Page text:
Why Is Microsoft Windows 7 Pricing So Confusing? - Page 2

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What's so bad about making things easy? Perhaps it makes sense to Microsoft, since it spent so much on the development of the operating system. But for everyone else, the company's pricing model is nonsensical. When the average consumer goes to the store looking for a new install of Windows 7, they'll need to come armed with some good information to make that decision. If they don't, they'll be left deciding at the store if they want the upgrade or the full install. Then, they'll need to determine which version they want. If they don't have much knowledge of the differences, that could be a real problem. The same might be said for small companies that don't have dedicated IT staff.

Apple, which is releasing a new version of its operating system in September, made it easy. If you want to upgrade your installation of Leopard to Snow Leopard, you'll only need to pay $29. Those looking for a family five-pack will need to pay $49. Granted, Snow Leopard is more of an iterative update than a full, new operating system like Windows 7, but I still think it proves a point. Much to Apple's credit, it has maintained a pricing strategy with its operating system that will still help it turn a nice profit, while ensuring its customers don't get confused when they want to buy it. Simply go to the store, order a copy of Snow Leopard, and you're all set.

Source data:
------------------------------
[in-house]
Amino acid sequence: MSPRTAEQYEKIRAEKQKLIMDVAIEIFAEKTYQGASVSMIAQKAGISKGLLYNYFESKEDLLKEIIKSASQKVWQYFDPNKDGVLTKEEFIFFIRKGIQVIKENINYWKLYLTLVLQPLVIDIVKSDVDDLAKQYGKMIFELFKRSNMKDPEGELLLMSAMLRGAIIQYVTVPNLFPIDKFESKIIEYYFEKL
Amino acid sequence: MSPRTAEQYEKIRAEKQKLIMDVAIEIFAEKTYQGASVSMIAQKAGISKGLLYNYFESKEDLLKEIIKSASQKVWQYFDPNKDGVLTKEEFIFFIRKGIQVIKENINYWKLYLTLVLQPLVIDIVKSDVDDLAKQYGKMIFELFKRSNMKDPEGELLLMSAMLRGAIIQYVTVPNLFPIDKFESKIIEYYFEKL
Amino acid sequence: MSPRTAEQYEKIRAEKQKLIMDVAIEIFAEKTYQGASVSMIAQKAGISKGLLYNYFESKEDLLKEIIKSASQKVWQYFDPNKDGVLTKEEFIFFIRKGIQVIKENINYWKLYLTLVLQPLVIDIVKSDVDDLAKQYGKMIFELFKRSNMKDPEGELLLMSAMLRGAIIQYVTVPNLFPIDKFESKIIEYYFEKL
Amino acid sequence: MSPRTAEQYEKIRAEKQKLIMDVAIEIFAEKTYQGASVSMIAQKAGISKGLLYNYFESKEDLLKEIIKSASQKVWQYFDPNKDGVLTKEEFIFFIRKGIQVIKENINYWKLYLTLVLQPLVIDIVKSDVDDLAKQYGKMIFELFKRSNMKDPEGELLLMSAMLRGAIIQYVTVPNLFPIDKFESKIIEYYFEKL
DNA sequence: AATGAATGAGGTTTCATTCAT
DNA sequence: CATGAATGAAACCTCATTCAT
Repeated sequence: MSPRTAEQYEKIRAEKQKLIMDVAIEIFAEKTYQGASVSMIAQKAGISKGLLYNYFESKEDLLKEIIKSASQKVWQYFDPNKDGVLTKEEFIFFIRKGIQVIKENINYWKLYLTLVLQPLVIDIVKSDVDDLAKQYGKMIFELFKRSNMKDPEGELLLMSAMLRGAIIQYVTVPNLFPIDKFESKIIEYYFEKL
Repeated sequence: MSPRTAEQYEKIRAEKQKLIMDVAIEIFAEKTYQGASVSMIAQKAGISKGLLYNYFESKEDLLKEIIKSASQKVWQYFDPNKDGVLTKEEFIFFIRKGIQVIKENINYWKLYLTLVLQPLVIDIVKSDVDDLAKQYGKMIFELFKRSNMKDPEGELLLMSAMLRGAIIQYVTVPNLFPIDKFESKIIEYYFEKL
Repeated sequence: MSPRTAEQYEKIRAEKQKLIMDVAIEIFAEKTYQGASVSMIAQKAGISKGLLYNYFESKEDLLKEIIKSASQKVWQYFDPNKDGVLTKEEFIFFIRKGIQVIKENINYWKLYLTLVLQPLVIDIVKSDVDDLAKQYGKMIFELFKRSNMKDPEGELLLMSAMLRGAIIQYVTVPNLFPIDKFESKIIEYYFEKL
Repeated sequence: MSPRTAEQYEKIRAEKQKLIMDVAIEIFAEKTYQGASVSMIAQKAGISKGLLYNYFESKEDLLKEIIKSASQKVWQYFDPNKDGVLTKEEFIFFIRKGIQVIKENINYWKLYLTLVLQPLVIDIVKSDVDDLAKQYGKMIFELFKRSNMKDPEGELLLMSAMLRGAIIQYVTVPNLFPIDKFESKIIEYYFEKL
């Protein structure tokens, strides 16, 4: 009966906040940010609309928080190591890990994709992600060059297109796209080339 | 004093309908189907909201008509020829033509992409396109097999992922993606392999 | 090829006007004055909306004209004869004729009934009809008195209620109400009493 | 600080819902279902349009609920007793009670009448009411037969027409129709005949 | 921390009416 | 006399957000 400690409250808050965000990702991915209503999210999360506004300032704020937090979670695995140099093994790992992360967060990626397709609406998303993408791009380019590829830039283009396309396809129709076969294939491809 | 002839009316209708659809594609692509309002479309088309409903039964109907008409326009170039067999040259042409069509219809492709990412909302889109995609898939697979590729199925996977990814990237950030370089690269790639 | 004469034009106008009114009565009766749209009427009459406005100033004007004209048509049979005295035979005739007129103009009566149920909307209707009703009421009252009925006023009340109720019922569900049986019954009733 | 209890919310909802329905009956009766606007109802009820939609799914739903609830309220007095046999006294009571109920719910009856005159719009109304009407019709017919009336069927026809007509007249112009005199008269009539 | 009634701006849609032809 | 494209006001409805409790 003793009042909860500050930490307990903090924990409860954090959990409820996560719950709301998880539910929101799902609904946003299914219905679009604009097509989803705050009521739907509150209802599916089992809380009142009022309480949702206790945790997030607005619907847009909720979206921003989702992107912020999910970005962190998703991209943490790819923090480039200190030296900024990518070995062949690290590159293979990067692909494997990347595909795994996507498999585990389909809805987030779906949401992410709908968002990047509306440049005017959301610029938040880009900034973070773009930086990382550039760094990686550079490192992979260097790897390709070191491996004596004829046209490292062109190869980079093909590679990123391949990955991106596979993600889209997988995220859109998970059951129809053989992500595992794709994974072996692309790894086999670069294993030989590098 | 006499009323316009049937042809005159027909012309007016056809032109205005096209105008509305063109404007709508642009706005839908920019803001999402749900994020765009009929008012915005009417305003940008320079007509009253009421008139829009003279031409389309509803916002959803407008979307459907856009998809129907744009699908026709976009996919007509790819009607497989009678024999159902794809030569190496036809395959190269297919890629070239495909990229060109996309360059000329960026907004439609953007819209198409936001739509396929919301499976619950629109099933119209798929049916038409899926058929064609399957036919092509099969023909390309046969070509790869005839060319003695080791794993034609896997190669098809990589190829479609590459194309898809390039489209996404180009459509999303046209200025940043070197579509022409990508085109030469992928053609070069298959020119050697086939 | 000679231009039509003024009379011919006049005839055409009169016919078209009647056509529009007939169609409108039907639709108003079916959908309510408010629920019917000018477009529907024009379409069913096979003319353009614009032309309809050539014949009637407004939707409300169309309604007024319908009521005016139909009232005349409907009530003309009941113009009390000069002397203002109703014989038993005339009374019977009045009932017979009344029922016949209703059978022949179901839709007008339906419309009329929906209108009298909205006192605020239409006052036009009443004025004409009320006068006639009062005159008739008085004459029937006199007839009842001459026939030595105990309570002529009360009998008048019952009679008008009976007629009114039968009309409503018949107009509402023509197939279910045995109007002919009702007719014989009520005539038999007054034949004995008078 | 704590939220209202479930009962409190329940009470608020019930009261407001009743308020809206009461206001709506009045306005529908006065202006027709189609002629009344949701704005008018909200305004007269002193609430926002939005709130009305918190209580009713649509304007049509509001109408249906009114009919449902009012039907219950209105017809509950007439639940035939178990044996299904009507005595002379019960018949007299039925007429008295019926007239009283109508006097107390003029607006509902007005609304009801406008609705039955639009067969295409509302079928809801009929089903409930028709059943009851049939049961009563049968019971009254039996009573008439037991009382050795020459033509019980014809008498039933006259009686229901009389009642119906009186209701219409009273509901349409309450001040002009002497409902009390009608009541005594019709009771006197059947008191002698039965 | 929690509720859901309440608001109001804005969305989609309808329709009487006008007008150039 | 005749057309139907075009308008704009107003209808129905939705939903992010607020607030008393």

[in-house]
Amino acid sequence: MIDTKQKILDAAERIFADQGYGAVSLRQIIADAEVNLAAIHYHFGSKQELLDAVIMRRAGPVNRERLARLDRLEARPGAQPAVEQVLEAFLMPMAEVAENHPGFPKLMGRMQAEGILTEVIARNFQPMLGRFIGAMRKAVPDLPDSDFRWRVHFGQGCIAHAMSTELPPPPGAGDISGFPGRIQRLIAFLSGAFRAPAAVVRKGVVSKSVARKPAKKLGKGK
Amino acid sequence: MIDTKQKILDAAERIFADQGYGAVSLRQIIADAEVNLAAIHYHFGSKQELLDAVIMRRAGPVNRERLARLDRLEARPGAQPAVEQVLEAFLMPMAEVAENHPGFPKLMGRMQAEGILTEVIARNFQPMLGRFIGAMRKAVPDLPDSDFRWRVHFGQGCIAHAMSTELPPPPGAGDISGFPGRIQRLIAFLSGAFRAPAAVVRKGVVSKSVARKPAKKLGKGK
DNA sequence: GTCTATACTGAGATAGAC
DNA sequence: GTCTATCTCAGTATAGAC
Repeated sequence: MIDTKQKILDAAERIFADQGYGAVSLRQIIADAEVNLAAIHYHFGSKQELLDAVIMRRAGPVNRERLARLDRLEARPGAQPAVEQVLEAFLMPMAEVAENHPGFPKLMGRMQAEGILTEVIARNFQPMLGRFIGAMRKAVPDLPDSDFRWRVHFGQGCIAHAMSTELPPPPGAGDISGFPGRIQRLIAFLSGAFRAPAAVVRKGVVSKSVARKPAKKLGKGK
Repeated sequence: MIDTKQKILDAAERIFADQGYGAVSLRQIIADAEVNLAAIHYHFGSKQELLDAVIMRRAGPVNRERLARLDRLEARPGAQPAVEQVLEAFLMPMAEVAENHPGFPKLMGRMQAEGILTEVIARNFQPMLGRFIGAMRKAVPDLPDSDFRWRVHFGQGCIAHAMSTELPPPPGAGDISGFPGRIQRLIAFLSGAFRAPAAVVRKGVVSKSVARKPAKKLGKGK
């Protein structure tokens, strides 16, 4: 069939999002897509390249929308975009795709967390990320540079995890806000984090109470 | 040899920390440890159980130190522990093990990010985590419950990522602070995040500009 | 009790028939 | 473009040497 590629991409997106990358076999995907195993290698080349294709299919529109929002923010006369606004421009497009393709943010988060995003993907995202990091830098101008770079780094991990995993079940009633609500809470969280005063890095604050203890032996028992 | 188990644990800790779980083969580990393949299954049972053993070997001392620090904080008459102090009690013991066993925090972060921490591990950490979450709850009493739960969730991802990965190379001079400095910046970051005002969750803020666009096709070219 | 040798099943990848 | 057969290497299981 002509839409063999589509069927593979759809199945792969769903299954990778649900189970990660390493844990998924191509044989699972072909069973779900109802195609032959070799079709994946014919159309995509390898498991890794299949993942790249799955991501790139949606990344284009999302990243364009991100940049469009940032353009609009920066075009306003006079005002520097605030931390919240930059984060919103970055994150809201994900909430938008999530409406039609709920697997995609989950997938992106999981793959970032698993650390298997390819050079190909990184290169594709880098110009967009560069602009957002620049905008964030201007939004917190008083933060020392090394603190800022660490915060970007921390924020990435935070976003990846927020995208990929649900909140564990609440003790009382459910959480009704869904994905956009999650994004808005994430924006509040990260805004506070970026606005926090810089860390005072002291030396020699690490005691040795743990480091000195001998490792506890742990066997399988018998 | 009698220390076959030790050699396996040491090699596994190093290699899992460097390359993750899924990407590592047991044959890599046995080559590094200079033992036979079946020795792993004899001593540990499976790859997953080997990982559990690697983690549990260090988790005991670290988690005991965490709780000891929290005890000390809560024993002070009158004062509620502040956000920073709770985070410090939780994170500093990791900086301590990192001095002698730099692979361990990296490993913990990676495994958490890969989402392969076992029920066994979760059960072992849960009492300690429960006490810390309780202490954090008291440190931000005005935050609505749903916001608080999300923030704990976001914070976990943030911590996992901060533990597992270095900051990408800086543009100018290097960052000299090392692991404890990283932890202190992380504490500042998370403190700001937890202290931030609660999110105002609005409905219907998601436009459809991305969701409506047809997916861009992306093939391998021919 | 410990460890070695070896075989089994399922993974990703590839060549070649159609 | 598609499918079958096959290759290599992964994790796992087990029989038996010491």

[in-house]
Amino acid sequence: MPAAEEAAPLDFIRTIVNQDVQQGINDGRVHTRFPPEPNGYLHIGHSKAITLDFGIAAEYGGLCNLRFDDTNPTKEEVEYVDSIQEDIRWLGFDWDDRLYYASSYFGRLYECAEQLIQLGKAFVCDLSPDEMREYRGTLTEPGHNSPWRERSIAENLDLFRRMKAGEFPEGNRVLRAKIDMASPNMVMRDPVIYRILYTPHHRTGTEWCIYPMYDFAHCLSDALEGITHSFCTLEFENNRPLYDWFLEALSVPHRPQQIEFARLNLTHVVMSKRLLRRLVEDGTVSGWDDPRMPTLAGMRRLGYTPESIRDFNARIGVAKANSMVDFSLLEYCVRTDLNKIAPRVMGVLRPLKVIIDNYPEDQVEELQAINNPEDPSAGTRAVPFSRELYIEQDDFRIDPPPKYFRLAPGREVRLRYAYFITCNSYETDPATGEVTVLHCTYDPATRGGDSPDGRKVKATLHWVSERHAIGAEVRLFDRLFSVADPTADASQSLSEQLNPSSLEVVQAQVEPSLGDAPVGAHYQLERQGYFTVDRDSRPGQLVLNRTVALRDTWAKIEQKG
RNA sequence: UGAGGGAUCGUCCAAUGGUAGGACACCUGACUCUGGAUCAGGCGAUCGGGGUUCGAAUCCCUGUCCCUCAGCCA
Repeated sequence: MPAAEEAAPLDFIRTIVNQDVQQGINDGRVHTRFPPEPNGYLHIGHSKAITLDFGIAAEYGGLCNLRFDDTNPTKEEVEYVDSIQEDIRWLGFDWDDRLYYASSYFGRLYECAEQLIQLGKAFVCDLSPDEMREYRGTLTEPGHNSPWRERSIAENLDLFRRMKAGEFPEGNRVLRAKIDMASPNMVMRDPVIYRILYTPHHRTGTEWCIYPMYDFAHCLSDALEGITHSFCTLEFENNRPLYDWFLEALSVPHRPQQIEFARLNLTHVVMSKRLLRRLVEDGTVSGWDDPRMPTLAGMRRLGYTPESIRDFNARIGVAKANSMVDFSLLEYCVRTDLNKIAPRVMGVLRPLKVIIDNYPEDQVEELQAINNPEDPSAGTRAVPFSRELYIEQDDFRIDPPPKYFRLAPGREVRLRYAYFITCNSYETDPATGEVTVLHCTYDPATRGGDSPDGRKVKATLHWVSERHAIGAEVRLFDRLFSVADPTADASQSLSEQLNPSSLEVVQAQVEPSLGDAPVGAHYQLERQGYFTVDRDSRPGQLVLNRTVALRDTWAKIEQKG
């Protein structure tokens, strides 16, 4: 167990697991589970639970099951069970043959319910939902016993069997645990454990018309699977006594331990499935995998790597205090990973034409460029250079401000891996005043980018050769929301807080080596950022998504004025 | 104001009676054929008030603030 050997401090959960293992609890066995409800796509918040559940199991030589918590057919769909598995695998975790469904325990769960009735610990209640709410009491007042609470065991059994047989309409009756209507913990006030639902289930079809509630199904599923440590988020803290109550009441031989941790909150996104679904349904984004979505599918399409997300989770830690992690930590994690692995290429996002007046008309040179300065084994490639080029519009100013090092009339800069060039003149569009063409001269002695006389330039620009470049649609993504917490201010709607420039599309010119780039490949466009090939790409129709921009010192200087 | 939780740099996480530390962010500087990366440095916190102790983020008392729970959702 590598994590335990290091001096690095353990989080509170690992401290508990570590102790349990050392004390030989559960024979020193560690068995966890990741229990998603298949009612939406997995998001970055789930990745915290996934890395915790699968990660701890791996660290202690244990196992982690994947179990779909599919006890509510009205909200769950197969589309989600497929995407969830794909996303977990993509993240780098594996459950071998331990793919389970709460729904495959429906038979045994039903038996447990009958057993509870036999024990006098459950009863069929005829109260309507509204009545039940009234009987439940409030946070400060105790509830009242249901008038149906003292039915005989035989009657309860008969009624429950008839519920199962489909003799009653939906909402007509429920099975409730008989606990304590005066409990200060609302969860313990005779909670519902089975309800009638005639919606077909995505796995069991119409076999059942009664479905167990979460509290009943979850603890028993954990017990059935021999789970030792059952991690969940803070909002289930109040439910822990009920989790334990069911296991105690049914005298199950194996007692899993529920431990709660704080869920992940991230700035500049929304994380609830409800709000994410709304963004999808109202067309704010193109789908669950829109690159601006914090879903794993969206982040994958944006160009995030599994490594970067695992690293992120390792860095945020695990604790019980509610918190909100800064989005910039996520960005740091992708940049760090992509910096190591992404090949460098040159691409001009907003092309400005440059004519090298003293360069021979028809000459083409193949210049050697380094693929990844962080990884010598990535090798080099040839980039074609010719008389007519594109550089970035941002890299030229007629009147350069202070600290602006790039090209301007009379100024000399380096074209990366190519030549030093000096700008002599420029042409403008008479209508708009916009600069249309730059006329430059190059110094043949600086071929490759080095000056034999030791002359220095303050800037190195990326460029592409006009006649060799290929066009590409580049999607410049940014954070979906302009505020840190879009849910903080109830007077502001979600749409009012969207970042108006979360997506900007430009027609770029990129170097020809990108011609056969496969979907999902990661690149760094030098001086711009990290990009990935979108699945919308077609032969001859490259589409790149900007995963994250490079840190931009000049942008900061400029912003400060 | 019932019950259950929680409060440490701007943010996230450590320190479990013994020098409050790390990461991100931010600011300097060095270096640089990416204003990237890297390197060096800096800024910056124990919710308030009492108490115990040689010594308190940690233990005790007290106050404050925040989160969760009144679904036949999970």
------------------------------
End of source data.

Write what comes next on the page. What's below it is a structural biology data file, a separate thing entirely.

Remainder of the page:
The one thing working in Microsoft's favor is the number of people who actually buy standalone operating systems. In the Windows ecosystem, it's relatively small. For the most part, users both in the enterprise and in the consumer space buy computers from vendors that have already bundled the operating system with the hardware. That has historically helped the company dodge criticisms over its pricing models. And it will probably work again.
Regardless, Microsoft's decision to release so many versions of Windows 7 at so many different price points is a mistake. Instead of offering multiple SKUs with varying degrees of usefulness, Microsoft should simply sell one version of Windows 7 with all the features installed. For Netbooks, it can maintain the Windows 7 Starter edition to ensure it runs well. That way, it can charge a hefty price for Windows, while at the same time, offer users what they really want -- an extremely capable operating system.

Don Reisinger

Don Reisinger

Don Reisinger is a longtime freelance contributor to several technology and business publications. Over his career, Don has written about everything from geek-friendly gadgetry to issues of privacy...